Fear the Walking Dead is the companion series to the post-apocalyptical comic book inspired TV series The Walking Dead, which you will have most definitely heard about by now, unless of course, you were in a coma until very recently.
The companion series follows a different set of characters as they face the beginning of the zombie apocalypse as shown in The Walking Dead. The main cast is the Clark family, with the members being played by Kim Dickens, Frank Dillane, Alycia Debnam-Carey and Cliff Curtis. While The Walking Dead has Rick Grimes as its ultimate 'hero', the first impression of Fear The Walking Dead is that the show won't focus that much on a single character, but rather be centered on family affairs. In short, the companion series is bravely playing as a slow burn horror-drama.
Three episodes in, and there are enough reasons to make Fear The Walking Dead a must-watch! Here are five of them:
1. It takes the Horror genre and zombies seriously
The zombie sub-genre exploded in the beginning of this decade, mostly because of how successful The Walking Dead turned out to be in 2010. It spawned the most powerful resurgence of the creatures in pop culture, to a point that it turned in to a big joke. It was almost as if the zombie apocalypse actually happened, because they were everywhere! It's without a doubt one of the most remarkable cultural phenomenon of the 2010's.
One of Fear The Walking Dead's biggest accomplishments is to take the genre seriously. Zombies aren't funny or something to play with. Curiously, the characters aren't aware of what a zombie is; they still see the undead as sick people, which takes away that 'coolness' of a head-shot-expert blowing heads up left and right just for the sake of fun. There's a mature approach to the genre, which is a quality of most memorable horror stories, and that takes it to its very origin! That takes me to my next two reasons to enjoy the show...
2. Fear the Walking Dead is socially relevant
Looking back to Romero's original trilogy '...of the dead', it is quite easy to spot the social commentary in it; from race and gender to capitalism and consumerism, the original flesh-eating zombie is loaded with criticism towards the western civilization. Somewhere along the road, especially nowadays in this 'age of zombies' we live in, that element lost itself almost completely. Fear The Walking Dead is bringing it back though, in many different ways.
As an example, on episode 2 some of the characters are caught in the middle of a conflict between protesters and riot control after a police officer shot an innocent black man to death. We are living In a time where racism is on the spotlight in The United States and the immigrant situation is moving Europe, and Fear The Walking Dead is being responsive to it. People love to say that Horror is dead, but here is evidence to the contrary! Horror is alive and it is adapting to real life.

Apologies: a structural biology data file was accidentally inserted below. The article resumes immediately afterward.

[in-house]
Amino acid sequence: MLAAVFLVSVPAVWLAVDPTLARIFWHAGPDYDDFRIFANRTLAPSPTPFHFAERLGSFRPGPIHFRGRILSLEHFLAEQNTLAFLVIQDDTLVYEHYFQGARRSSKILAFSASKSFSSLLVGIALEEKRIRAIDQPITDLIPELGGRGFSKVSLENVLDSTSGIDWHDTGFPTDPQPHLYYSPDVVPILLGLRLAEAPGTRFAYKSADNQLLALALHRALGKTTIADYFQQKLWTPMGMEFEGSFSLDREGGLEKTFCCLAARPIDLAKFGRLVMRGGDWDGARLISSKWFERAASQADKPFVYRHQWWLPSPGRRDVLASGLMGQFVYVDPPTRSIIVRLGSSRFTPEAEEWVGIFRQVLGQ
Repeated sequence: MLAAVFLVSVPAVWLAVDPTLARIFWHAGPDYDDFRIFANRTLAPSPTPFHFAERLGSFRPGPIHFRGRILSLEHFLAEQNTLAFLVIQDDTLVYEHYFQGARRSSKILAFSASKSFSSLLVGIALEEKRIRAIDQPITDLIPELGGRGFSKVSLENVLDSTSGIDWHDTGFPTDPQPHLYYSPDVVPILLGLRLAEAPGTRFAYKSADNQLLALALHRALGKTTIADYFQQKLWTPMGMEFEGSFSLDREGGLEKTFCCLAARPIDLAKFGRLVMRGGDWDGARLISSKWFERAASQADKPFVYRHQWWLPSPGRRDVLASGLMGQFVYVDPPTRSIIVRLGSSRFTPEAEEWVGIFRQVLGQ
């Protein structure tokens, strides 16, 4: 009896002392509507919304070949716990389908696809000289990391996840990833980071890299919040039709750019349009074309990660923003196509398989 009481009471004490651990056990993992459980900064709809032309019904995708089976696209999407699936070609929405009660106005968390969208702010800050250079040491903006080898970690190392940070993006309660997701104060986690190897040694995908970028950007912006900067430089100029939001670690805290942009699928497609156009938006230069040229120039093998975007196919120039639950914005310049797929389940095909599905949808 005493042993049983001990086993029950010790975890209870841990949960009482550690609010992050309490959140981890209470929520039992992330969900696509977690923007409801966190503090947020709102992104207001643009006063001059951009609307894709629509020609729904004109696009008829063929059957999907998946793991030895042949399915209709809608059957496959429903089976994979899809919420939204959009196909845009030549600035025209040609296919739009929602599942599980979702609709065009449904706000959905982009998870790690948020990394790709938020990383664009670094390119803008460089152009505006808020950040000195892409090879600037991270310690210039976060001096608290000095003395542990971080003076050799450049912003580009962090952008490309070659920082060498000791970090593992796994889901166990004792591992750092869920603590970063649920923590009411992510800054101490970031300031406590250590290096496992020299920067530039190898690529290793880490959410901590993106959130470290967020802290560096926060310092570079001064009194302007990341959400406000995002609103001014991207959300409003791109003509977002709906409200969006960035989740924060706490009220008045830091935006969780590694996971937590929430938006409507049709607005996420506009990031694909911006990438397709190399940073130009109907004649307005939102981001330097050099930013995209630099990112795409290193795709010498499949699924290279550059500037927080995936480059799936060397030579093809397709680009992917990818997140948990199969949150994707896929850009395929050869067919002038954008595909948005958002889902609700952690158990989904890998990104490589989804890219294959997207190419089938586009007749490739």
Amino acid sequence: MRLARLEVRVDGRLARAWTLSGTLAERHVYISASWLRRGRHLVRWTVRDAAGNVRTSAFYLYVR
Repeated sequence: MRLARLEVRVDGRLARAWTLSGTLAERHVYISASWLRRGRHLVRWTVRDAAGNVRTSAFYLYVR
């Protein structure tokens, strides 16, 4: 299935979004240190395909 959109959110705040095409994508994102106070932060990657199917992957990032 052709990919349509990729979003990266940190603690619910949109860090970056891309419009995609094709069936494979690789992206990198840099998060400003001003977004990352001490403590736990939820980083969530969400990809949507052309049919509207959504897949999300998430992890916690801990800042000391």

3. It has character diversity
The main 'survivor group' of Fear The Walking Dead is composed by an extended family with lots of different elements; There are the Clarks - Madison (the Mother), Nick (the Son) and Alicia (the Daughter), who are white Americans. Madison Clark is currently dating Travis Manawa - who is of Maori descent, like the actor Cliff Curtis himself. He was previously married to Latina nurse Liza Ortiz and they have a son, Chris Manawa. Such a group is completely distant from the average nuclear white family seen so often on television and movies. There's also the Salazar family, who are El Salvadoran, and believe it or not, they actually have whole dialogues in Spanish! This new family set up is also a reflection of our time and it works perfectly due to cast chemistry.
The very best performance on the show so far is Frank Dillane's Nick, who is a middle-class white boy with a heavy drug addiction. His portray of a drug addict is spot-on, from his looks to all his mannerisms, the guy totally nailed the role.
4. It is a well-written zombie story
The first two seasons of The Walking Dead had some abysmal character motivation and everything seemed to be going around in circles. In the companion series, they cared about writing plausible characters who make plausible decisions in stressful situations. Decent writing is essential to build the desired sense of realism and it is the source of all three previously mentioned qualities.
The mass production of zombie movies, series, books, games and everything else possible related to it, resulted in an overall loss of quality. In fact, most of the mainstream Horror movies suffer with the same problem. There are some other exceptions to the rule on television, like Penny Dreadful or Hannibal, but it is a rare thing.
5. It actually improves The Walking Dead and vice-versa
When the story of Rick Grimes began in The Walking Dead, zombies were already ruling the world. The apocalypse itself was never shown and only stories were told about the beginning of the end. Fear The Walking Dead is filling in that gap by giving an account of the first days of the zombie plague. It works as an indirect prequel that makes The Walking Dead's universe even more interesting and whole. At the same time, knowing in advance what will happen to humanity, it gives Fear The Walking Dead an extremely nihilist vibe, as the viewer is aware that those characters have no salvation at hand.
It's important to emphasize that Fear The Walking Dead is not a perfect show. It started better than The Walking Dead but it isn't quite as good as Season 5 of the original show and it has a lot of things to improve. Sometimes it feels too contrived as if they are trying to play safe, so it doesn't have its own visual style like The Walking Dead itself or other great shows of today like Game of Thrones or Breaking Bad.
For our next Moviepilot Magazine, it's all about fear. So we're polling our readers to find out what terrifies them. You can help by answering the question below!